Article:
Some of Maryland’s top higher education leaders told a state Senate panel Thursday that they do not see a lot of positives in the federal Department of Education’s proposed regulations on handling sexual assault and misconduct allegations under Title IX.
Last fall the Department of Education proposed Title IX regulations that could force universities to alter sexual misconduct policies that previously had been revamped under the Obama administration. More than 96,000 comments were submitted by Wednesday’s deadline to respond to the proposals.
“In general I would say we have some concerns, but we are hoping that through the regulatory process, they will be ironed out, they will be coordinated with what we are able to do with the state, and we will be able to go forward with something that makes sense,” University System of Maryland Chancellor Robert Caret told the Senate’s Education, Business and Administration Subcommittee of the Budget and Taxation Committee. “But there are some challenges right now.”
Last November, the Department of Education overhauled guidance for sexual assault cases on campus issued under the Obama administration. The new rules could allow for more cross-examinations of victims and a higher standard of evidence in these cases.
The rules also allow schools to limit the number of mandatory reporters — personnel who have to report an incident to the Title IX office — and limit a reportable offense to one that happens on university property or at a university event.
Taken altogether, the proposals appear to meet Education Secretary Betsy DeVos’ goal of providing more rights to the accused in Title IX cases.
But schools have been working to overhaul their sexual misconduct and sexual assault properties in response to the Obama-era guidance and to a growing discussion around these issues on campus and in the workplace.
At the top of education officials’ concerns is the cross-examination requirement. They fear it could turn Title IX hearings and investigations into something approximating a court procedure.
“I think the general consensus is that universities are just not set up to be tribunals,” David Wilson, president of Morgan State University, told the panel. “And we don’t know what that would look like in terms of trying to turn universities into courtrooms. And so we are very very leery about that, and I think at the end of the day what you are hearing from all of us is pretty much the same thing.”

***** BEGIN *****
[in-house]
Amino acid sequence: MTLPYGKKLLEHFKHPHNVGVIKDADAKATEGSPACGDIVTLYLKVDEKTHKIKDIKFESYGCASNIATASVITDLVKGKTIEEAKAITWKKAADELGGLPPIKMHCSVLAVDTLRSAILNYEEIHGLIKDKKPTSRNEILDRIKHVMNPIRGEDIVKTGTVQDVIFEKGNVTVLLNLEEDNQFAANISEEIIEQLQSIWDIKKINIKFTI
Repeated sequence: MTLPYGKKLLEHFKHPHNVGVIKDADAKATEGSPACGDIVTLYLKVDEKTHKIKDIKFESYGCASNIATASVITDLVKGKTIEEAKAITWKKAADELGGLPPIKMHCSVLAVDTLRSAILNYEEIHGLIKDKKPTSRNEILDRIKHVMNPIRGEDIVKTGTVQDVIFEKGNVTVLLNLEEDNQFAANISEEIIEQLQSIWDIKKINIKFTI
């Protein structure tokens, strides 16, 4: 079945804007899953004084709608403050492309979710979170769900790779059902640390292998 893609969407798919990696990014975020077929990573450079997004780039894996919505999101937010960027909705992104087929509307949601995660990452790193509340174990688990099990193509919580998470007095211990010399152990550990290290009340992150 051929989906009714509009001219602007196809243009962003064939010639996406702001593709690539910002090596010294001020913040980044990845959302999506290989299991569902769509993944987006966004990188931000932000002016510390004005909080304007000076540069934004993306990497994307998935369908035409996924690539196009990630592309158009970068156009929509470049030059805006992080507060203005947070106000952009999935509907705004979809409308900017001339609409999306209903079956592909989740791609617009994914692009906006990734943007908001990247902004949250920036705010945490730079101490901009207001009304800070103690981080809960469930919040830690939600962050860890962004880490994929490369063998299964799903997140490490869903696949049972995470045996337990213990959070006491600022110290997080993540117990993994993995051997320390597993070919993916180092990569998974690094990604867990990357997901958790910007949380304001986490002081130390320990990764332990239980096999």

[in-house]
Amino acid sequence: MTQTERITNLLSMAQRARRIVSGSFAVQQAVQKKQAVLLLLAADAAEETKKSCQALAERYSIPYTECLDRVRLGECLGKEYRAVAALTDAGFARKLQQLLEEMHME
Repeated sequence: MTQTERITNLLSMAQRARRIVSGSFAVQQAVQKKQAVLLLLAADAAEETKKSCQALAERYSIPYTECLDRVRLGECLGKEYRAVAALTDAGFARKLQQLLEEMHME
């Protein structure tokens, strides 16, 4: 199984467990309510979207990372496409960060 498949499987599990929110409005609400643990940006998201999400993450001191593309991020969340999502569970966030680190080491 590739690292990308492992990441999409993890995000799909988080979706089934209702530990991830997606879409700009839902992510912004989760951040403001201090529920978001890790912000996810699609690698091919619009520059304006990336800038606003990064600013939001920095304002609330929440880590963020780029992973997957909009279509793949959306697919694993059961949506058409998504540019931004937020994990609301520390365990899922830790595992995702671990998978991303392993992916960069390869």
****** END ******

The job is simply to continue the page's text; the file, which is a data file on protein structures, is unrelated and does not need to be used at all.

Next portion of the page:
Maryland universities are also concerned about which standard of evidence to use.
The Department of Education proposals would allow schools to use either the “clear and convincing” evidentiary standard or the “preponderance of the evidence” standard.
Most Maryland universities use the preponderance of the evidence standard. Allowing them to keep that standard was the one part of the department’s proposal that Tuajuanda Jordan, president of St. Mary’s College of Maryland, said she was happy with.
But within that flexibility, there are still reasons to be concerned, said Tina Bjarekull, president of the Maryland Independent College and University Association, which represents the state’s private colleges.
“But what the federal government, what the U.S. Department of Education has said is, if you use preponderance of the evidence for any disciplinary hearing with the same kind of punishment, that you have to use that same standard for every other complaint,” she told the panel. “That’s problematic because some things you can have clear and convincing evidence and it is much more important to do so when you are talking about an academic violation, for example.”
One change highlighted a possible positive development for universities from the proposal. It would cut back on investigations into how universities handle Title IX complaints.
“There are campuses that have been for six or seven years on this list not even knowing why they are being investigated,” Caret said. “So I think there are some positives here, but that may be the only one.”
At the same time as Maryland universities have to respond to these federal guidelines, they also have a separate state law to comply with. That law, passed by the General Assembly last year, requires all universities in the state to provide their governing board with a sexual assault policy by Aug. 1.